Hmm... not a trace of hostility or bitterness there. Might I suggest some therapy if you can't even handle the thought of someone buying their kid a present?

Posted by: va | December 5, 2007 2:10 PM | Report abuse

$20 could buy us a week's worth of groceries

In what decade?

Posted by: Anonymous | December 5, 2007 2:12 PM | Report abuse

Of course it's you. Your posts and attitude are as pleasant as stepping in a turd. Please don't have children.

Posted by: atb | December 5, 2007 2:14 PM | Report abuse

Cease with the insults people! They're off topic.

My b-day is Dec 30th. I remember my parents celebrating maybe 2 of my birthdays (okay, 1, my aunts hosted the other one) or flat out forgetting that I even had a birthday and always getting combined birthday/christmas presents.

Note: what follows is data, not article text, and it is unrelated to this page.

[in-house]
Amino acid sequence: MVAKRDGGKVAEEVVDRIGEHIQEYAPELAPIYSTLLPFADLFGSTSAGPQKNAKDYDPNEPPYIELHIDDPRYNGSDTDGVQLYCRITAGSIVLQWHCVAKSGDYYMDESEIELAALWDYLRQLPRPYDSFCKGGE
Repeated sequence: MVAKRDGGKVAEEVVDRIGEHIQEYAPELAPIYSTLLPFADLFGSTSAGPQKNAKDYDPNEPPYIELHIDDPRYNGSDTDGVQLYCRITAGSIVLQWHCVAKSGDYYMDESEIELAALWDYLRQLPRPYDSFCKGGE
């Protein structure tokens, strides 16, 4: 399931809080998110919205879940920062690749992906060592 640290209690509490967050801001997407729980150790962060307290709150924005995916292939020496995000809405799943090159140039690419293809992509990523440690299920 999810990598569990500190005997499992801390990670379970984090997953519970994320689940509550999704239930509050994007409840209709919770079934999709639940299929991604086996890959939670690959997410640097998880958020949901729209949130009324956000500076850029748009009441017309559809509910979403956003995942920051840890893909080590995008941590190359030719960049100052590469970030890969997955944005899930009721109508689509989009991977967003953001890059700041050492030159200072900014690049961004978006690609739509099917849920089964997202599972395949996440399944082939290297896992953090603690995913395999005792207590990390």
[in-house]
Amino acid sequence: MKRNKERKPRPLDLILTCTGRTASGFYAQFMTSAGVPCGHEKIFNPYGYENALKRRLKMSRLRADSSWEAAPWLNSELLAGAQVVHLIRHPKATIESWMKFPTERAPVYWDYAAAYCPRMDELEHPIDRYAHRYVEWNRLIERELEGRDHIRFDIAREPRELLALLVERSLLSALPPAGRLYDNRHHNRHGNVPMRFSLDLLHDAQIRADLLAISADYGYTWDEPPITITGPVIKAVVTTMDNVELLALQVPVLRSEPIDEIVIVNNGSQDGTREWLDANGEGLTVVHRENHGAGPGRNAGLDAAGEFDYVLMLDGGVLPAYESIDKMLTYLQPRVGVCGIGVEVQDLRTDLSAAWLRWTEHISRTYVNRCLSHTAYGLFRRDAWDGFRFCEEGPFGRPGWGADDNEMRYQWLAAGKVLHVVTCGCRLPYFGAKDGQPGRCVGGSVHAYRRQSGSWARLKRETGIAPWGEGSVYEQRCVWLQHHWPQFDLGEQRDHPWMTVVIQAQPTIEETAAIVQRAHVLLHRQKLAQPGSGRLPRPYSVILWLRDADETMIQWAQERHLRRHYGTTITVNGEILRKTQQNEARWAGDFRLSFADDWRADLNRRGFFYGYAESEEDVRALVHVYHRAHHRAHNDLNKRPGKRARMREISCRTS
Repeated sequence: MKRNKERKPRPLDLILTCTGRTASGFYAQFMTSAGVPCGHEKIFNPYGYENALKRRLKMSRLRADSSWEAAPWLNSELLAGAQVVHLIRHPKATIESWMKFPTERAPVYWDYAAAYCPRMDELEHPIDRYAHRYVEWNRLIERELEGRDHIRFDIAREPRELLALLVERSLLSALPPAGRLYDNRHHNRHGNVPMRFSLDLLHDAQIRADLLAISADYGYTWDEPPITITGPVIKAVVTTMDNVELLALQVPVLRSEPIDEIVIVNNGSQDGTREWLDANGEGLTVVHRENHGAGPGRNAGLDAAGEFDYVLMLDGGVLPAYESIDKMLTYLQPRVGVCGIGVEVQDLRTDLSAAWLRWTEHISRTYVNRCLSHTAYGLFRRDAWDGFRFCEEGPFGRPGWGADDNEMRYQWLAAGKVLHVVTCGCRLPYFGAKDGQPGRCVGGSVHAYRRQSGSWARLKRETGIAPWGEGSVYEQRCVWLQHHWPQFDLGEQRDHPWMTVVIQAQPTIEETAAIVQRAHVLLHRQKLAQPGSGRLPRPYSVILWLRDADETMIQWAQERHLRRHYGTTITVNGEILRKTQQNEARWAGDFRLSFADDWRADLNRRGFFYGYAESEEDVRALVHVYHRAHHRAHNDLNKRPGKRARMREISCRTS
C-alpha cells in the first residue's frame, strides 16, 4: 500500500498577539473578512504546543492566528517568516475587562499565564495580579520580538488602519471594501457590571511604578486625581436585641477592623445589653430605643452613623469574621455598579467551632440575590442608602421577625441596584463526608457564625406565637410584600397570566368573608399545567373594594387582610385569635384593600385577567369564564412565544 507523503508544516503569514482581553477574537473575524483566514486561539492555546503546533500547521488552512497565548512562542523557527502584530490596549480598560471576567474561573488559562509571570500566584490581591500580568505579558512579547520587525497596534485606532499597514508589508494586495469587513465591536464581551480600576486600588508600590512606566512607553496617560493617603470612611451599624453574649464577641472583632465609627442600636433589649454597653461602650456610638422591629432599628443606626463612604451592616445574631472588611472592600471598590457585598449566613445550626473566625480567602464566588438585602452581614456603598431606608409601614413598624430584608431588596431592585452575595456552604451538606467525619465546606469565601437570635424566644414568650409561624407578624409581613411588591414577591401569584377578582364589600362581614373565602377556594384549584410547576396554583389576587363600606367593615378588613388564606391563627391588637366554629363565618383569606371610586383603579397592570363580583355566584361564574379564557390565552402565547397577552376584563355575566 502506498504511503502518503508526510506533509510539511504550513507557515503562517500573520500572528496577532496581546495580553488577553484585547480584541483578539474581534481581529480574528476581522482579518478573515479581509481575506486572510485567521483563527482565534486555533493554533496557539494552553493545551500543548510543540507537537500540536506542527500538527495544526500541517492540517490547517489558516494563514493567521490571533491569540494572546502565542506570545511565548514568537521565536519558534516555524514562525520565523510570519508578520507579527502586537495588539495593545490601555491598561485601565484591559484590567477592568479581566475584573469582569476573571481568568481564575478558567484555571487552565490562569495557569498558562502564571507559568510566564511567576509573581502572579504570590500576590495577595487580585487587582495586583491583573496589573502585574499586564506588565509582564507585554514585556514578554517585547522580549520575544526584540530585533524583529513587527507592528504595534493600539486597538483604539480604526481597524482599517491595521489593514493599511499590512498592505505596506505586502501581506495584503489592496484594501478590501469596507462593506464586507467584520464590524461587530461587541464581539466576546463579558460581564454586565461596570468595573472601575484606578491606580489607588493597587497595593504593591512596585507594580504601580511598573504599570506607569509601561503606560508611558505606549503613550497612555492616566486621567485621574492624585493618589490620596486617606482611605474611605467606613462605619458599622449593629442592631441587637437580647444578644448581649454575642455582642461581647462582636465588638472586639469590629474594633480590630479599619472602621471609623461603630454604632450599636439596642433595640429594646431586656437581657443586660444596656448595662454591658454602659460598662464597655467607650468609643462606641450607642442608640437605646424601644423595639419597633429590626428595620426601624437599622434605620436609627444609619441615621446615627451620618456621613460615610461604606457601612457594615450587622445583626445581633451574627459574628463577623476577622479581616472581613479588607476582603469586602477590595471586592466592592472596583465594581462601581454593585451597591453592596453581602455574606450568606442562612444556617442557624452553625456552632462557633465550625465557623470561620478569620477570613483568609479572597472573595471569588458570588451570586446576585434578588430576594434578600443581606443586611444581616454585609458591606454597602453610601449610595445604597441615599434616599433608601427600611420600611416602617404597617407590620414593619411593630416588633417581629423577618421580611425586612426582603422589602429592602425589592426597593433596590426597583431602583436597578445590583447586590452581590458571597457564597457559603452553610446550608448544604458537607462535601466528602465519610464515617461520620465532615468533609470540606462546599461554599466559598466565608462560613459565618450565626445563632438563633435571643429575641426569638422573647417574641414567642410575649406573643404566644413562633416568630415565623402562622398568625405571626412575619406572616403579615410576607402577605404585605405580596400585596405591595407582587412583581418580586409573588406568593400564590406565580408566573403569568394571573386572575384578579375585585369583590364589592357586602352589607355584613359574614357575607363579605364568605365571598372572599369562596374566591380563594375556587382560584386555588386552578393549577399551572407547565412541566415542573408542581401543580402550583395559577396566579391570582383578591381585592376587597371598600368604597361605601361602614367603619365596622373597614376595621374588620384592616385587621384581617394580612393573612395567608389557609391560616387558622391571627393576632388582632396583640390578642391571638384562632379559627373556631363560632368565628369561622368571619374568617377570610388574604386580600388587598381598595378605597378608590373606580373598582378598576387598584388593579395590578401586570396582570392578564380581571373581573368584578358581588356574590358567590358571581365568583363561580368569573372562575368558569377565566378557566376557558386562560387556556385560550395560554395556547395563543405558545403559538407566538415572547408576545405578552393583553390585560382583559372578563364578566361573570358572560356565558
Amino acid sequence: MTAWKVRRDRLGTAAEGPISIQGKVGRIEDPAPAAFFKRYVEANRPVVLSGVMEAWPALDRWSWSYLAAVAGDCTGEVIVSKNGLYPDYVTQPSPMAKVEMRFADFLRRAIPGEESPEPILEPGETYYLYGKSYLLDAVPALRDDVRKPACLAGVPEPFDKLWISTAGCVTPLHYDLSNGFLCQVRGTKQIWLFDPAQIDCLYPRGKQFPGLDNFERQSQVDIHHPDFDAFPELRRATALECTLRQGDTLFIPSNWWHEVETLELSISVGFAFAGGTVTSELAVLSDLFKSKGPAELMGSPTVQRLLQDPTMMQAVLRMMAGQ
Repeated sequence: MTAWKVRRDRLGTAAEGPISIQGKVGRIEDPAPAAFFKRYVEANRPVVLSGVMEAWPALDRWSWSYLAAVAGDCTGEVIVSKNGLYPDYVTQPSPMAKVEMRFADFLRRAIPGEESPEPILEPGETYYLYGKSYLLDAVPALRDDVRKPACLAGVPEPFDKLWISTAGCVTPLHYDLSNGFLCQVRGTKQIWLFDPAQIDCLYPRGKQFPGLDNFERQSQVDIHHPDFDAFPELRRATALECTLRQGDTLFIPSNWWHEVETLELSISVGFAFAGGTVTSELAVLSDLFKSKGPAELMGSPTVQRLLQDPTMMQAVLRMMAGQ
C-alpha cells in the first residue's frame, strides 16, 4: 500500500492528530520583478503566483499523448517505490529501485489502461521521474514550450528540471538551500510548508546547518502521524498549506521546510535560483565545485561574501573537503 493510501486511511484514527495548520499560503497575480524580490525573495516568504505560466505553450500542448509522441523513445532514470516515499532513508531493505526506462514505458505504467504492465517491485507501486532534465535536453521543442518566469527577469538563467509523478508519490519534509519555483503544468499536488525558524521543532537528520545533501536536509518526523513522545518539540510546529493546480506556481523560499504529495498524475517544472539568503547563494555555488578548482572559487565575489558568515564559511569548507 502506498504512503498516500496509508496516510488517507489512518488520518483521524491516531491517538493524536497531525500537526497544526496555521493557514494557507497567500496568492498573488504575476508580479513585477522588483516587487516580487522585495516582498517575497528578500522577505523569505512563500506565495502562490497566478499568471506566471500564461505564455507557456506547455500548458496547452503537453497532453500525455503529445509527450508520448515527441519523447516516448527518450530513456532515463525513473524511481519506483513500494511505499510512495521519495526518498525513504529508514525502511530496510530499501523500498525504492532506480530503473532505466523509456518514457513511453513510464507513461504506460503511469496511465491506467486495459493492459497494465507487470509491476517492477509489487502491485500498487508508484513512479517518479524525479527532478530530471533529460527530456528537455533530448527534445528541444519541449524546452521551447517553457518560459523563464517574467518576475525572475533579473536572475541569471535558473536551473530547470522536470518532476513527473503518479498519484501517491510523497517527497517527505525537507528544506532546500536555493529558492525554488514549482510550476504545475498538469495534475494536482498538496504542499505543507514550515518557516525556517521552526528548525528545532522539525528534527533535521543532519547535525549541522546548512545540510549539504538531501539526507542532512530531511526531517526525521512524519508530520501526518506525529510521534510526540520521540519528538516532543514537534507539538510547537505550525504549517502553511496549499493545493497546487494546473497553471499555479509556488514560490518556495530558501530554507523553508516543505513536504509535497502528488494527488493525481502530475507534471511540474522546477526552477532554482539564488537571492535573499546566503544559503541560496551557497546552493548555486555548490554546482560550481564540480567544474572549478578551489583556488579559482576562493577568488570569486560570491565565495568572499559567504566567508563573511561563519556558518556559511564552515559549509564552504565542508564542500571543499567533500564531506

I just took the passive agressive approach and made certain that those folks rec'd their combined birthday/christmas gifts in March.

Posted by: tlawrenceva | December 5, 2007 2:37 PM | Report abuse

My daughter's birthday is December 3. One thing that we've always done is wait until after her birthday to decorate the house for the holidays. In doing so, we keep the focus on her day and then use that as a segue in the celebration of Christmas. We also make sure that any "special present" she gets is on her birthday. She seems pretty well adjusted, so I guess we've been doing the right least as far as her birthday is concerned!

Posted by: Anonymous | December 5, 2007 2:40 PM | Report abuse